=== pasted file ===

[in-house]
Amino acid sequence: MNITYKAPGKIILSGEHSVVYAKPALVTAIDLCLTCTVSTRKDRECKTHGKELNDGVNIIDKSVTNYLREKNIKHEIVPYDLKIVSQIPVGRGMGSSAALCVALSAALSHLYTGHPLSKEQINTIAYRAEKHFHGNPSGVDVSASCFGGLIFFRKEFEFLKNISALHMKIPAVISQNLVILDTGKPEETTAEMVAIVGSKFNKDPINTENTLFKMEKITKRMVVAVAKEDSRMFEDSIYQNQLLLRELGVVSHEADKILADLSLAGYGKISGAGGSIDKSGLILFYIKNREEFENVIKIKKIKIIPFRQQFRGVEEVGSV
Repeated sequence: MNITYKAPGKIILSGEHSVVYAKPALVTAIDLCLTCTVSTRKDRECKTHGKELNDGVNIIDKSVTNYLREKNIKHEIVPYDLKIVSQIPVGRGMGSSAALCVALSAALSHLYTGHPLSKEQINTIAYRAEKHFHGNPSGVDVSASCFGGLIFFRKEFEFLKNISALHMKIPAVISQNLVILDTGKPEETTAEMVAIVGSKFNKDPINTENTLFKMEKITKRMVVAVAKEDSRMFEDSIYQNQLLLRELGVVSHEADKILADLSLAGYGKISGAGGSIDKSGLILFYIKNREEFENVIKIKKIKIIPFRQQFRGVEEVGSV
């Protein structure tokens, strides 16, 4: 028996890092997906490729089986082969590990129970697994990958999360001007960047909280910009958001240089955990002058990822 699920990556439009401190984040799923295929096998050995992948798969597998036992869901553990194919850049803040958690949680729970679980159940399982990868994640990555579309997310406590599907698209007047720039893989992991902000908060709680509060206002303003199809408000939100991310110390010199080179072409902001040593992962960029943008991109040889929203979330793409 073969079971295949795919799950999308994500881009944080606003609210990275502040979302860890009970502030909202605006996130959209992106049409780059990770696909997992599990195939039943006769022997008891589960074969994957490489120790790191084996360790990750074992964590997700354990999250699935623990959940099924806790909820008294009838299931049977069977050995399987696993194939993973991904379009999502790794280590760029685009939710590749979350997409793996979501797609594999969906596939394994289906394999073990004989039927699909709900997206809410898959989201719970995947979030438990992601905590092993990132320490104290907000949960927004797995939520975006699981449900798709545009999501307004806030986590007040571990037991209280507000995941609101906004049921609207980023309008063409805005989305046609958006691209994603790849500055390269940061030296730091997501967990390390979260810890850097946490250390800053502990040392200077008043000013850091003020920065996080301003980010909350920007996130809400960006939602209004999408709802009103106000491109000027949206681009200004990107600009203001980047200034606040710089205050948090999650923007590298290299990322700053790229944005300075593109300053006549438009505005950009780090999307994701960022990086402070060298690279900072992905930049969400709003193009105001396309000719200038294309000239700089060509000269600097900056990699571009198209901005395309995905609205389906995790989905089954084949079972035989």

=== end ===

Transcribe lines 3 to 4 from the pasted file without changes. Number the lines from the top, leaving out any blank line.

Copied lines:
Repeated sequence: MNITYKAPGKIILSGEHSVVYAKPALVTAIDLCLTCTVSTRKDRECKTHGKELNDGVNIIDKSVTNYLREKNIKHEIVPYDLKIVSQIPVGRGMGSSAALCVALSAALSHLYTGHPLSKEQINTIAYRAEKHFHGNPSGVDVSASCFGGLIFFRKEFEFLKNISALHMKIPAVISQNLVILDTGKPEETTAEMVAIVGSKFNKDPINTENTLFKMEKITKRMVVAVAKEDSRMFEDSIYQNQLLLRELGVVSHEADKILADLSLAGYGKISGAGGSIDKSGLILFYIKNREEFENVIKIKKIKIIPFRQQFRGVEEVGSV
């Protein structure tokens, strides 16, 4: 028996890092997906490729089986082969590990129970697994990958999360001007960047909280910009958001240089955990002058990822 699920990556439009401190984040799923295929096998050995992948798969597998036992869901553990194919850049803040958690949680729970679980159940399982990868994640990555579309997310406590599907698209007047720039893989992991902000908060709680509060206002303003199809408000939100991310110390010199080179072409902001040593992962960029943008991109040889929203979330793409 073969079971295949795919799950999308994500881009944080606003609210990275502040979302860890009970502030909202605006996130959209992106049409780059990770696909997992599990195939039943006769022997008891589960074969994957490489120790790191084996360790990750074992964590997700354990999250699935623990959940099924806790909820008294009838299931049977069977050995399987696993194939993973991904379009999502790794280590760029685009939710590749979350997409793996979501797609594999969906596939394994289906394999073990004989039927699909709900997206809410898959989201719970995947979030438990992601905590092993990132320490104290907000949960927004797995939520975006699981449900798709545009999501307004806030986590007040571990037991209280507000995941609101906004049921609207980023309008063409805005989305046609958006691209994603790849500055390269940061030296730091997501967990390390979260810890850097946490250390800053502990040392200077008043000013850091003020920065996080301003980010909350920007996130809400960006939602209004999408709802009103106000491109000027949206681009200004990107600009203001980047200034606040710089205050948090999650923007590298290299990322700053790229944005300075593109300053006549438009505005950009780090999307994701960022990086402070060298690279900072992905930049969400709003193009105001396309000719200038294309000239700089060509000269600097900056990699571009198209901005395309995905609205389906995790989905089954084949079972035989």